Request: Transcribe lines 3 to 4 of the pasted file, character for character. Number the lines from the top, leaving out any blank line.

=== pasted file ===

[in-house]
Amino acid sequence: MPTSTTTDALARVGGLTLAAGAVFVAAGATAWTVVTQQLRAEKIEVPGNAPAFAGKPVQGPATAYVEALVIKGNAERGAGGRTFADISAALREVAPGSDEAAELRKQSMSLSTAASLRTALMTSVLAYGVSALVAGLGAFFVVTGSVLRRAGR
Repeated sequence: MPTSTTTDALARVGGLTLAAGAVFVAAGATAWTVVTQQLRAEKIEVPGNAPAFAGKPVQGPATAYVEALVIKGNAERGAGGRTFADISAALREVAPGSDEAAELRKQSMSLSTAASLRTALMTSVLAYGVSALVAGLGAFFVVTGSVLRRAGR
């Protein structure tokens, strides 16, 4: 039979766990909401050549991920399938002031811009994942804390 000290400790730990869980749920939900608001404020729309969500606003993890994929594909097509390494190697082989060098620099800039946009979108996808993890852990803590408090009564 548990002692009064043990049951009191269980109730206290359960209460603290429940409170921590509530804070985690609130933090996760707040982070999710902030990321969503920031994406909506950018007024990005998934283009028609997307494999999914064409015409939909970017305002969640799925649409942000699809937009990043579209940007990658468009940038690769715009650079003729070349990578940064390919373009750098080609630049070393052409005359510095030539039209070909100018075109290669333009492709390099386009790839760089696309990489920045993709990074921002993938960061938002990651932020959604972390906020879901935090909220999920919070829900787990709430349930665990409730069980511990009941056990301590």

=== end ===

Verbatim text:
Repeated sequence: MPTSTTTDALARVGGLTLAAGAVFVAAGATAWTVVTQQLRAEKIEVPGNAPAFAGKPVQGPATAYVEALVIKGNAERGAGGRTFADISAALREVAPGSDEAAELRKQSMSLSTAASLRTALMTSVLAYGVSALVAGLGAFFVVTGSVLRRAGR
């Protein structure tokens, strides 16, 4: 039979766990909401050549991920399938002031811009994942804390 000290400790730990869980749920939900608001404020729309969500606003993890994929594909097509390494190697082989060098620099800039946009979108996808993890852990803590408090009564 548990002692009064043990049951009191269980109730206290359960209460603290429940409170921590509530804070985690609130933090996760707040982070999710902030990321969503920031994406909506950018007024990005998934283009028609997307494999999914064409015409939909970017305002969640799925649409942000699809937009990043579209940007990658468009940038690769715009650079003729070349990578940064390919373009750098080609630049070393052409005359510095030539039209070909100018075109290669333009492709390099386009790839760089696309990489920045993709990074921002993938960061938002990651932020959604972390906020879901935090909220999920919070829900787990709430349930665990409730069980511990009941056990301590």